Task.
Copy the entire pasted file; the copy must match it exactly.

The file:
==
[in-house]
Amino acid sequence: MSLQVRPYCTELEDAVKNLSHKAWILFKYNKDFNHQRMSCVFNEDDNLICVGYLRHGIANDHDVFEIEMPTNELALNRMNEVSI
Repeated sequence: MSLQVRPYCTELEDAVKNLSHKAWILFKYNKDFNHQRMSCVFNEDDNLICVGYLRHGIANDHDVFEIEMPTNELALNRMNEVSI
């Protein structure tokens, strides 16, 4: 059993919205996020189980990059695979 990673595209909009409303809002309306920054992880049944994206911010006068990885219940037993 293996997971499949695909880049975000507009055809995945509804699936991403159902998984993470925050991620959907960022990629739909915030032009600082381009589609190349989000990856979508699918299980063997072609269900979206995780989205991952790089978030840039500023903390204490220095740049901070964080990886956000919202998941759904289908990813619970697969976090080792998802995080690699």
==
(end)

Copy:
[in-house]
Amino acid sequence: MSLQVRPYCTELEDAVKNLSHKAWILFKYNKDFNHQRMSCVFNEDDNLICVGYLRHGIANDHDVFEIEMPTNELALNRMNEVSI
Repeated sequence: MSLQVRPYCTELEDAVKNLSHKAWILFKYNKDFNHQRMSCVFNEDDNLICVGYLRHGIANDHDVFEIEMPTNELALNRMNEVSI
């Protein structure tokens, strides 16, 4: 059993919205996020189980990059695979 990673595209909009409303809002309306920054992880049944994206911010006068990885219940037993 293996997971499949695909880049975000507009055809995945509804699936991403159902998984993470925050991620959907960022990629739909915030032009600082381009589609190349989000990856979508699918299980063997072609269900979206995780989205991952790089978030840039500023903390204490220095740049901070964080990886956000919202998941759904289908990813619970697969976090080792998802995080690699």